Talking about raising standards – what a courageous, unexpected move for a politician.

    Will he have the guts, though, to declare that he is tough on crime, or thinks terrorism is bad?

    Melanie is delighted with this tortuous boilerplate:

    “Sentiments, indeed, that could have come from my own book, All Must Have Prizes.”

    So they could have. How fortunate are the children of England that Melanie can hope to wield the influence over them she has mercifully failed to wield over climatologists, doctors and the Middle East.

    “The reason no government has yet got to grips with our British education catastrophe… is that ministers have refused to address the dysfunctional ideology, which long ago became educational orthodoxy, that no child should fail, that everyone should achieve equal outcomes and that education was not about knowledge but what children themselves brought to the party.”

    Put aside her unsepaky distortion of whatever argument she is actually attacking for one moment. Or the fact that Melanie regards most forms of knowledge (from atmospheric physics, to evolutionary biology, to vaccination programmes, to AIDS awareness, to British history) as left-wing propaganda from which children should be shielded.

    Read that passage and try to imagine what her philosophy of education actually is, and what the experience of school would be like for children in a world where she ran the Department of Education.

    Melanie, leave those kids alone.

    OK, that’s my bit. Thanks!

  12. 12  sw  October 8, 2007, 8:31 pm 

    This is very good stuff, and I agree with the critiques for the most part. The only thing is, if you attach little lead weights to the frogs’ legs, then they do in fact sit there while the temperature increases. In other words, frogs don’t leap out when the temperature increases and will get boiled to death.

  13. 13  Alex Higgins  October 8, 2007, 9:50 pm 

    That’s interesting, sw. Does it work with lead weights on other animals though, or are frogs unique in this respect? We turn to you for an answer because it seems that you have endeavoured to find out.

    I’m going to try it with a wolverine.

  14. 14  richard  October 8, 2007, 10:12 pm 

    Is there a name for flawed analogies which nonetheless seem to be useful? The frog-boiling one is memorably gruesome, and has been very useful for anyone on the left or right who thinks Society is going in the Wrong Direction. Also, some shrouds do have pockets.

  15. 15  sw  October 8, 2007, 10:40 pm 

    Alex, it only works on frogs – I tried it on budgies, butterflies, and goldfish, all of which escaped the simmer, however much lead I used. Strong little bastards with an incredible will to live.

    Regarding the question, “Is there a name for flawed analogies which nonetheless seem to be useful?” Well, one is “language.” Perhaps, though, a more useful response would be to refer to George Box who put it rather nicely: “All models are wrong; some are useful.” Doesn’t so much answer the question as enlarge it.

  16. 16  Steven  October 9, 2007, 12:05 am 

    I’m baffled. In principle it should work with an elephant, if you have sufficient lead. Of course then the problem would be finding a pan and stove big enough.

    I’m glad that someone called George Box gave us an aphorism about models.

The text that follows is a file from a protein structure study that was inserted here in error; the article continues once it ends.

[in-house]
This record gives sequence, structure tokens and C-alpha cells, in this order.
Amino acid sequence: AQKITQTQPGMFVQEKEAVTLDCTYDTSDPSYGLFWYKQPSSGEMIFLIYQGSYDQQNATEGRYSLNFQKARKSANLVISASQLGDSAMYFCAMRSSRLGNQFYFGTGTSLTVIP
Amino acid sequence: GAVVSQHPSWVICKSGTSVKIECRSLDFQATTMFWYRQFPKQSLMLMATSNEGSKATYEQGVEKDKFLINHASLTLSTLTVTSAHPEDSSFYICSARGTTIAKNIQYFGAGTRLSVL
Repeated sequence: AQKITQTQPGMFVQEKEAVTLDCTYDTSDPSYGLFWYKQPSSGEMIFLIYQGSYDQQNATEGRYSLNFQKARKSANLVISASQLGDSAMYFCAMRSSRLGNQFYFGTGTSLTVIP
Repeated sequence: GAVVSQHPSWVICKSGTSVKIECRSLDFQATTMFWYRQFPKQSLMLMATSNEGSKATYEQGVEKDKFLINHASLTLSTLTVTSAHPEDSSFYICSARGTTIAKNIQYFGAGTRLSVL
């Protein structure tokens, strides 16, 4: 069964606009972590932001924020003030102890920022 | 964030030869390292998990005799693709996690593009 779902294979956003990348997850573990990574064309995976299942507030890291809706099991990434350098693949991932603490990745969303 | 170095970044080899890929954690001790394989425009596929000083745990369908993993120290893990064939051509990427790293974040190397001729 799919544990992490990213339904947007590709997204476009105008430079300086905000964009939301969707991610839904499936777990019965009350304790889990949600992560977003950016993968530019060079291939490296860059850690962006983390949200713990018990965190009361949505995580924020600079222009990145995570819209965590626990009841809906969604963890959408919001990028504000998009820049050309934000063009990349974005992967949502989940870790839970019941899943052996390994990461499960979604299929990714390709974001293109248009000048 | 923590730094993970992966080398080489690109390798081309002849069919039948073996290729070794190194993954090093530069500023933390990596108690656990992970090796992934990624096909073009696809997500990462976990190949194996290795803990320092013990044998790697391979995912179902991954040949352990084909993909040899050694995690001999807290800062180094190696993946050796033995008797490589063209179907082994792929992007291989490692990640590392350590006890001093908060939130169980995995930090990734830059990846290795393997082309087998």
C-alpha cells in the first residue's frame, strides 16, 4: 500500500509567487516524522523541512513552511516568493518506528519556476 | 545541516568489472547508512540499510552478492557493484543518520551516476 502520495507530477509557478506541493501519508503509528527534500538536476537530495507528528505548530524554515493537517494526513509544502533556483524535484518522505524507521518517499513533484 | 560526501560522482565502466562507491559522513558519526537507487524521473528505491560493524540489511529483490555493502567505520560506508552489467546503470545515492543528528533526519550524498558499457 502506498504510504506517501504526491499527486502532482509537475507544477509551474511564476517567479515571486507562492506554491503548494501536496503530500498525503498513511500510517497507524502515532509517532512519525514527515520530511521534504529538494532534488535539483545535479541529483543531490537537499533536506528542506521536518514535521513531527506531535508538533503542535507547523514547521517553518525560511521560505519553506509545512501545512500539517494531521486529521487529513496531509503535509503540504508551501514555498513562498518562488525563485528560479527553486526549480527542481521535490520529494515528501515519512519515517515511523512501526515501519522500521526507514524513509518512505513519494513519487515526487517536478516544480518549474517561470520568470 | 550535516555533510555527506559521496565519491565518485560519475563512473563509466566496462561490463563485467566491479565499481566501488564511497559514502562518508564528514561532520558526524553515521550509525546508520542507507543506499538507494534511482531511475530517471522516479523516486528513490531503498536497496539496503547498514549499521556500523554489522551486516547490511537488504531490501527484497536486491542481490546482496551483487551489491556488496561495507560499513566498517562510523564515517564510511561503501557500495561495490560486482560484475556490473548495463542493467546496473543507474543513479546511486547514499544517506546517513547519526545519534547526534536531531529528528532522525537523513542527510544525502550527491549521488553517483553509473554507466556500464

17. 17  Guano  October 9, 2007, 9:07 am 

    Is that where the phrase “Thinking outside the box” comes from?

  18. 18  Alex Higgins  October 9, 2007, 12:42 pm 

    ‘Is that where the phrase “Thinking outside the box” comes from?’

    Is that the worst cliche in the world?

    My favourite ever Onion headline shows a pciture of a cat and a turd it has left on the carpet with the caption:

    Independent-Minded Cat Shits Outside the Box

    For me, the cat said it all.

  19. 19  richard  October 9, 2007, 2:21 pm 

    couldn’t we do with a George box about now?

  20. 20  belle le triste  October 9, 2007, 2:58 pm 

    this is from vague memory only but i think the phrase “thinking outside the box” refers orignally to some eysenckian lateral-thinking question: you were asked to draw something on a diagram — which before only features a box — which conforms to certain geeometrical requirements.

    the correct solution required something drawn outside the lines of the box, except with this not given as a clue, the tendency is to assume that the box marks the limits of where you can draw, even though it is never stated the the solution must be inside the box

  21. 21  belle le triste  October 9, 2007, 3:01 pm 

    even better than eysenck — it’s disney!

  22. 22  Guano  October 9, 2007, 4:30 pm 

    And there’s a lot of lateral thinking going on here, too.

  23. 23  Steven  October 11, 2007, 5:29 pm 

    belle – thank you for the derivation of “think outside the box”, which has actually made me hate the phrase a little less. I doubt that anything can save the stupid “lateral thinking” though.

  24. 24  judith weingarten  October 22, 2007, 4:21 pm 

    I know I’m late to this discussion, but, better than frogs (which aren’t furry) spare a thought for the self-castrating beaver: “Beavers (castor) are so-called from castrating (castrare)” — a self-evident truth on the authority of Isidore of Seville, Pliny, Juvenal and Aristotle. When beavers spot a hunter, they bite off their own genitals.

    Nobody seems to have thought to go out and look at some beavers.

    In other words, no need for little lead balls here …


    Visit Zenobia’s blog at Empress of the East: I’ve just put up an Isidore post, but missed out on the beavers.